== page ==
Human ElmoD1 and D2 have been recently described as GTPase-activating proteins (GAP) for small G protein ARF family, indicating that Elmo proteins do not follow a simple functional paradigm, having both GEF and GAP promoting activity. Human ElmoD1 and D2 form a strong clade with two uncharacterized Elmo proteins from D. discoideum (ElmoB) and D. melanogaster (CG10068; Fig. 1, yellow highlight). Also proximal to this clade is D. discoideum ElmoA (Fig. 1, yellow highlight). While GAP activity has not been analyzed for ElmoA, we have demonstrated that it negatively regulates actin polymerization—a downstream target of Rac (see details below). Future work on the members of this putative functional clade may reveal an evolutionarily conserved yin and yang regulation of small G proteins by the Elmo family.
Until now, Elmo protein function had not been analyzed in professional phagocytes such as D. discoideum.1 We showed in our first study that ElmoA acts to negatively regulate actin polymerization during phagocytosis and chemotaxis.1 We found that cells lacking ElmoA displayed an increase in phagocytosis, the converse to what was observed for ced12/elmo C. elegans mutants.19 By using biochemical and imaging methodologies, we demonstrated that the overall F-actin level and the secondary F-actin response to chemoattractant stimulation was significantly elevated in elmoA− cells. When we analyzed the relationship between ElmoA and F-actin localization dynamics by TIR-FM in live cells, we measured an inverse correlation between these molecules proximal to the cell cortex. Specifically, we observed that ElmoA would maximally disperse from the cell cortex with a ~2 sec delay from the peak of an F-actin event; these events were seen either passively or could be induced by the application of a saturating dose of chemoattractant. In addition, the converse was true if we disrupted F-actin in cells with a depolymerizing drug—treatment with Latrunculin B caused ElmoA to accumulate at the cortex as F-actin dissipated. In pull down assays, we found that ElmoA associated with myosin II and actin, and TIR-FM analysis indicated ElmoA dynamics was dependent upon myosin II. Deletion of ~70 amino acids from the C-terminus revealed a region that was necessary for wild-type function and cortical dispersion upon actin polymerization. While we found that ElmoA did not influence gradient sensing in cells, it did impact the ability of cells to move up a gradient. Loss of elmoA caused excessive pseudopod splitting in chemotaxis assays using broad shallow gradients. ElmoA's apparent role in inhibiting spurious pseudopods fits with the stochastic model of anterior pseudopod splitting proposed by Andrew and Insall (2007).16 In the model, pseudopods are randomly generated and split from a region of the cell containing an existing pseudopod, i.e., there is no propensity for the new pseudopod to form in the direction of the gradient. However, the pseudopod most appropriately aligned toward the gradient has the better chance of being maintained to productively move the cell. The SCAR/WAVE complex is likely involved in regulating these processes as loss of PIR121 affects pseudopod maintenance,7,9,16 and the remarkably similar chemotactic behavior of pirA− and elmoA− null cells suggest that ElmoA may be an upstream negative regulator of SCAR/WAVE activity.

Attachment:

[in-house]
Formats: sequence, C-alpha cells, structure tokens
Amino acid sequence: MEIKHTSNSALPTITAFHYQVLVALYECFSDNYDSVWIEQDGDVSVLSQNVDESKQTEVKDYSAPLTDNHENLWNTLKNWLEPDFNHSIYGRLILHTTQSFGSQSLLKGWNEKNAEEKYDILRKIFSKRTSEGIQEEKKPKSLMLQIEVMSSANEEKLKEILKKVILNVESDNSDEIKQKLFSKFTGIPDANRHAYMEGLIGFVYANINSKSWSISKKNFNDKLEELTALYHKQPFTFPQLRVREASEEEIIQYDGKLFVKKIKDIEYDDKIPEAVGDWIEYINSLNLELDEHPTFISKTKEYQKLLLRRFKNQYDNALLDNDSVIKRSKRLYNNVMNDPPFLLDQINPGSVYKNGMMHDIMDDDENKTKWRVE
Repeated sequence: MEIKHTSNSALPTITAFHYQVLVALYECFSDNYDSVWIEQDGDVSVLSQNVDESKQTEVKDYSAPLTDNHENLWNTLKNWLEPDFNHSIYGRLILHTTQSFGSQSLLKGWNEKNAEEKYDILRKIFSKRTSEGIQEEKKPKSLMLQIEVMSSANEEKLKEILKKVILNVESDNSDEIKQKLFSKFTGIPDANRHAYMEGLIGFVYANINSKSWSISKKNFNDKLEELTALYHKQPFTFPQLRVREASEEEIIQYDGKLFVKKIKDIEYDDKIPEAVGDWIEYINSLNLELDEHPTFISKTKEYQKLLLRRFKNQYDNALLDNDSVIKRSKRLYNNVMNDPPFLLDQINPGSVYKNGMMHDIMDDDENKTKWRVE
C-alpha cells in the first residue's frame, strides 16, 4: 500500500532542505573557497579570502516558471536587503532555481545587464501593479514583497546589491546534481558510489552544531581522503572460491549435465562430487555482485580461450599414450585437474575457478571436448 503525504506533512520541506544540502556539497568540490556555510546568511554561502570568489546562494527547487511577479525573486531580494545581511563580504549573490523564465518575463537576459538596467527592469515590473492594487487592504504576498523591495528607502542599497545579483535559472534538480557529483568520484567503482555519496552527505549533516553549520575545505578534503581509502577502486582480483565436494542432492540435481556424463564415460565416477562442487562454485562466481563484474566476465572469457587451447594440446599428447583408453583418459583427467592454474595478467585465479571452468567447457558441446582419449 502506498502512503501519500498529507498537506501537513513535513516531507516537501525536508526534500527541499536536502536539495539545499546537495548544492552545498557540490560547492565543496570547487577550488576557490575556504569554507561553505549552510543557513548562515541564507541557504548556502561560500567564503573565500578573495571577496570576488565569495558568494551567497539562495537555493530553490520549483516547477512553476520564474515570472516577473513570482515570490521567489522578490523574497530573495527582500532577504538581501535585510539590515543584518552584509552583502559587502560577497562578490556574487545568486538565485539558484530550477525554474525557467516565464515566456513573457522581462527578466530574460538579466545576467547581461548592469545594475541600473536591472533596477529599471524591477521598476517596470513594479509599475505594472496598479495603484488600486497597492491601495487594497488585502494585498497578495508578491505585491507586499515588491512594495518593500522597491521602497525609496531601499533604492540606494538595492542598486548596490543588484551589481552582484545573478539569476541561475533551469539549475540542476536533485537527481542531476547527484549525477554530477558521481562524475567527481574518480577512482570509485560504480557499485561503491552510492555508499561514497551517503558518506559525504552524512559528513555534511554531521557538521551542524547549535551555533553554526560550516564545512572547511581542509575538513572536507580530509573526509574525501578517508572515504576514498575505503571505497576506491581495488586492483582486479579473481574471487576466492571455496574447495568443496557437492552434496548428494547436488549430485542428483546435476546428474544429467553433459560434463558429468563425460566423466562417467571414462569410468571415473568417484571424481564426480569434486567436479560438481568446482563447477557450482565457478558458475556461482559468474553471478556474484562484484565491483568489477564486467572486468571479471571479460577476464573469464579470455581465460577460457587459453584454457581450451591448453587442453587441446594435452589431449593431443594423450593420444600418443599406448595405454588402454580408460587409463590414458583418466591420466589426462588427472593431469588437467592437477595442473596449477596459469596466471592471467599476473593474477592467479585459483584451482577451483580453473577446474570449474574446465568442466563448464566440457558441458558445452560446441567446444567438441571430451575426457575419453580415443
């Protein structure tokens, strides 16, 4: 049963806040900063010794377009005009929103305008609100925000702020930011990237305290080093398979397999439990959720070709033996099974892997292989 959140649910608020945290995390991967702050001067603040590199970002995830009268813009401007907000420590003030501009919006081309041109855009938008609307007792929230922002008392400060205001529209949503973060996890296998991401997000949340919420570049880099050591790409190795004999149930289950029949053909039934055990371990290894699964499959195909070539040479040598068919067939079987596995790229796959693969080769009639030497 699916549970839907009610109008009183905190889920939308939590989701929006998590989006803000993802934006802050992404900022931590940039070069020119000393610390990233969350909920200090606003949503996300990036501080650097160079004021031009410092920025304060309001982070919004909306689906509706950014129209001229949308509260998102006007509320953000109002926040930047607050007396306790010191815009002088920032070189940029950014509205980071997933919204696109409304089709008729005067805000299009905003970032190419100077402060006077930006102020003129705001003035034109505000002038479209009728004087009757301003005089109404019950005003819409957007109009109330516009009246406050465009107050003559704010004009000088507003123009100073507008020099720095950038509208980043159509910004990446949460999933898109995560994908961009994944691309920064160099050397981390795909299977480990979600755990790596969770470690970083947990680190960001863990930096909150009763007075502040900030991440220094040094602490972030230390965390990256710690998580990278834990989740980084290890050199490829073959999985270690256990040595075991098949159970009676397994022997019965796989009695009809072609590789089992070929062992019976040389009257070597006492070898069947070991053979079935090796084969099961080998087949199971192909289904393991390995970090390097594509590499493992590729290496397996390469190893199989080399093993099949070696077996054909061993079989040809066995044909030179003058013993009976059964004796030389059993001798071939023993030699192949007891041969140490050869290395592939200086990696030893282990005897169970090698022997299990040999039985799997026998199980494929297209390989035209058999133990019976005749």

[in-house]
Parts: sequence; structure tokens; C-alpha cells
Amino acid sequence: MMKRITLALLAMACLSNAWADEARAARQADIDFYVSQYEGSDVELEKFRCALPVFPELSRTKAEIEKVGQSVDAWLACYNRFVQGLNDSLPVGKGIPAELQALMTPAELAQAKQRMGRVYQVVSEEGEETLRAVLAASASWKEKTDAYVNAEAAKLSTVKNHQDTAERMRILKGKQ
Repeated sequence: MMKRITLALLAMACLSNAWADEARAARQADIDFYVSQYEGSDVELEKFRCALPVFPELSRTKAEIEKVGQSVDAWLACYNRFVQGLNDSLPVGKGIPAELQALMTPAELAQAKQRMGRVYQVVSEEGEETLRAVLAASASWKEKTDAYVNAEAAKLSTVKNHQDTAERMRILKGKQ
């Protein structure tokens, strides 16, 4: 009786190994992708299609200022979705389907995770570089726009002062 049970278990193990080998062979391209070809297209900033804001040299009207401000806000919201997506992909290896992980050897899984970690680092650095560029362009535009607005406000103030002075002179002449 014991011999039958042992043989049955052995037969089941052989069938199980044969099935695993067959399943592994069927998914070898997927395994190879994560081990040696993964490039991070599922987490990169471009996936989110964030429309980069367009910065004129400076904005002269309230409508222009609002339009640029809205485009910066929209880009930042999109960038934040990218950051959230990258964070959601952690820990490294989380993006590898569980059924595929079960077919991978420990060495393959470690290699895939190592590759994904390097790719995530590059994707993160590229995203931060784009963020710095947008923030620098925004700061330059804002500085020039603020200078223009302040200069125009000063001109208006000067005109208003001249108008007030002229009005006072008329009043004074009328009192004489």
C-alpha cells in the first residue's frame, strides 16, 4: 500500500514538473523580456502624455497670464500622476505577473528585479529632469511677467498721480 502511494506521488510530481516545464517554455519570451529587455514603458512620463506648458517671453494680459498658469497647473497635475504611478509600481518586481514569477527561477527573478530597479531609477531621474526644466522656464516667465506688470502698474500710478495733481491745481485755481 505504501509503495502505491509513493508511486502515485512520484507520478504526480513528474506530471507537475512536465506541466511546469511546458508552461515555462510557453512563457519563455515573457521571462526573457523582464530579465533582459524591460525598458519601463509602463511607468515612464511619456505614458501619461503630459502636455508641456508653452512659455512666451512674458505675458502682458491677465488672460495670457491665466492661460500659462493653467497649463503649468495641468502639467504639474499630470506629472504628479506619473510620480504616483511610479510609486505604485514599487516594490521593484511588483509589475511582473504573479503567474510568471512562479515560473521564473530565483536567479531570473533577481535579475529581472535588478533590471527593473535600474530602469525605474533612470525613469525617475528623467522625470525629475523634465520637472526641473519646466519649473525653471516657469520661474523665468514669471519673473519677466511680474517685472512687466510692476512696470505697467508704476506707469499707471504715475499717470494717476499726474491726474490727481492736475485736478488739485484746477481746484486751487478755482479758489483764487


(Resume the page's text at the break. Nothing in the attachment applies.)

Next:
Our data suggests that ElmoA is localized to the actin/myosin II cortex via association with myosin II and functions to inhibit actin polymerization, consistent with a model where the cortex serves to prevent spurious pseudopod formation and to provide mechanical rigidity.7,23 Based on Elmo association with Dock proteins in other systems, we speculate that ElmoA may function to inhibit localized Dock-mediated GEF activity and/or may act as a GAP similar to human ElmoD1 and D2, consistent with its evolutionary proximity to these human proteins (see Fig. 1). The delayed dispersion kinetics of ElmoA from the cortex upon the build-up of F-actin and the in vivo behavior of the C-terminal ElmoA deletion mutant suggests that F-actin formation, once initiated, can feedback upon ElmoA to promote its dispersion. Dispersion of ElmoA from the cortex, in turn, may free Dock from inhibition or remove localized GAP activity, thus, promoting actin polymerization. Based on the presence of multiple Elmo proteins in D. discoideum, we speculate that chemoattractant stimulation triggers Dock/Elmo-associated GEF activity to promote actin polymerization through the SCAR/WAVE complex. Again, consistent with this idea is our observation that ElmoE co-localizes with F-actin in cells and is most closely related to the Rac-activating Elmo proteins (Yan and Jin T, unpublished; see Fig. 1).
On a final technical note, our observations of the inverse dynamics of F-actin accumulation and ElmoA dispersion proximal to the plasma membrane would have been missed if we had not visualized fluorescently-tagged proteins in live cells by TIR-FM. TIR-FM is a high-contrast, spatially-limited technique that does not excite fluorescent molecules beyond ~100 nm from the cover slip. Because interference from potential cytoplasmic fluorescent signal is absent, the technique becomes ideal for the observation of proteins that are imbedded within or reside close to the plasma membrane. In our experiments, the vast proportion of ElmoA-GFP signal was localized to the cytoplasm, making dispersion events unnoticeable in cells co-expressing an RFP-tagged F-actin marker by confocal microscopy. With TIR-FM, we were able to simultaneously visualize and quantify the rise in RFP intensity, signifying the formation of F-actin, and the concomitant, although phase-shifted in time, decrease in ElmoA-GFP intensity in live cells. Interestingly, the advantage of TIR-FM was also capitalized by Weiner and coworkers (2007),13 enabling them to visualize the dynamic spiral wave patterns of the SCAR/WAVE complex protein Hem-1/Nap1 as well as Rac activation in live neutrophil-like cells, events that also could not be observed with standard imaging techniques.
This commentary is supported by NIAID/NIH intramural funds.
Previously published online as a Communicative & Integrative Biology E-publication: http://www.landesbioscience.com/journals/cib/article/8549